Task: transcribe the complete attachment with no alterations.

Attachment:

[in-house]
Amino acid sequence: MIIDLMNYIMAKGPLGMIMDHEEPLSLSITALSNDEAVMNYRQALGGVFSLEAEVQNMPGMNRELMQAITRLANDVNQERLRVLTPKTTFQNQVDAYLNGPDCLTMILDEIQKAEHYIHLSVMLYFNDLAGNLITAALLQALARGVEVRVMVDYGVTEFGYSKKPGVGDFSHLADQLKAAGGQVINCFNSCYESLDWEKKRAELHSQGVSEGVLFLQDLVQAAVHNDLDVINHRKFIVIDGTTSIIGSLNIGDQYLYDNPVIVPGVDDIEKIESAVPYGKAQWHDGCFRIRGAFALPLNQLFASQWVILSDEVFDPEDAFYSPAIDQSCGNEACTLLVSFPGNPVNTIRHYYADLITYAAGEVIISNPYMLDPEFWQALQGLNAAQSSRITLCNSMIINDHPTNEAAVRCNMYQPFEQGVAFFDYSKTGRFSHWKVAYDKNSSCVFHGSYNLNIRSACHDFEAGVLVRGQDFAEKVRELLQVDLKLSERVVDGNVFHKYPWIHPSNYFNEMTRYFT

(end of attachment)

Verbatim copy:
[in-house]
Amino acid sequence: MIIDLMNYIMAKGPLGMIMDHEEPLSLSITALSNDEAVMNYRQALGGVFSLEAEVQNMPGMNRELMQAITRLANDVNQERLRVLTPKTTFQNQVDAYLNGPDCLTMILDEIQKAEHYIHLSVMLYFNDLAGNLITAALLQALARGVEVRVMVDYGVTEFGYSKKPGVGDFSHLADQLKAAGGQVINCFNSCYESLDWEKKRAELHSQGVSEGVLFLQDLVQAAVHNDLDVINHRKFIVIDGTTSIIGSLNIGDQYLYDNPVIVPGVDDIEKIESAVPYGKAQWHDGCFRIRGAFALPLNQLFASQWVILSDEVFDPEDAFYSPAIDQSCGNEACTLLVSFPGNPVNTIRHYYADLITYAAGEVIISNPYMLDPEFWQALQGLNAAQSSRITLCNSMIINDHPTNEAAVRCNMYQPFEQGVAFFDYSKTGRFSHWKVAYDKNSSCVFHGSYNLNIRSACHDFEAGVLVRGQDFAEKVRELLQVDLKLSERVVDGNVFHKYPWIHPSNYFNEMTRYFT